THURSDAY, Jan. 26 (HealthDay News) -- New genetic factors
associated with a woman's age when she begins menopause have been
identified by an international team of researchers.
Researchers identified 13 loci (specific location of a gene on a
chromosome) linked with immune function and DNA repair, which have
an effect on when menopause begins, said the researchers from the
Boston University Schools of Public Health and Medicine and
They also confirmed four previously established loci.
For most women, menopause -- the term for the end of
reproductive function of the ovaries -- occurs in the early
The study was published online Jan. 22 in the journal
Most previous studies examining age of onset of menopause have
zeroed in on genes associated with the estrogen-production pathway
or vascular components, the researchers said.
"Our findings demonstrate the role of genes which regulate DNA repair and immune function, as well as genes affecting neuroendocrine pathways of ovarian function in regulating age at menopause, indicating the process of aging is involved in both somatic and germ line aging," the study authors said.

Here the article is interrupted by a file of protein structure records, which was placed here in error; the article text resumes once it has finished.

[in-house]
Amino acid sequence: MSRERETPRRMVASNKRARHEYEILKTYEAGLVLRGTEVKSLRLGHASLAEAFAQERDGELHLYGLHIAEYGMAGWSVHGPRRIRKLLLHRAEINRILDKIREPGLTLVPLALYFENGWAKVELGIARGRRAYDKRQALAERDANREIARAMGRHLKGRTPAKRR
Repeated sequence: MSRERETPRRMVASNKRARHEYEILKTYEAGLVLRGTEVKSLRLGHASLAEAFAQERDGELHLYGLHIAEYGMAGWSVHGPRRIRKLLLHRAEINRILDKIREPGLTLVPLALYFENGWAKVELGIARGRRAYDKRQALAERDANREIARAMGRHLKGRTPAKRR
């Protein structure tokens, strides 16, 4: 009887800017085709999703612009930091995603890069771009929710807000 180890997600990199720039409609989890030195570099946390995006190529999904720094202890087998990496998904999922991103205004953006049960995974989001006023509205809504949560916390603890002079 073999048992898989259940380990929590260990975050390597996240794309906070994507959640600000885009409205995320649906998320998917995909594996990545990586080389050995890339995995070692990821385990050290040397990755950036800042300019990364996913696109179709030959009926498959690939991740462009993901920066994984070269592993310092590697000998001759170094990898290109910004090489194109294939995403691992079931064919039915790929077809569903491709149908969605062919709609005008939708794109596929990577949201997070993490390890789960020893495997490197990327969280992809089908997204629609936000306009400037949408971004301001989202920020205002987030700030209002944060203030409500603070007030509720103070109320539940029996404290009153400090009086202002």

The new findings "bring us closer to understanding the genetic
basis for the timing of menopause. They may also provide clues to
the genetic basis of early onset or premature menopause and reduced
fertility," team co-leader Kathryn Lunetta, a professor of
biostatistics at the BU School of Public Health, said in a
university news release.
"We hope that as a better understanding of the biologic effects of these menopause-related variants are uncovered, we will gain new insights into the connections between menopause and cardiovascular disease, breast cancer, osteoporosis and other traits related to aging, and that this will provide avenues for prevention and treatment of these conditions," Lunetta said.
The U.S. National Institute on Aging has more about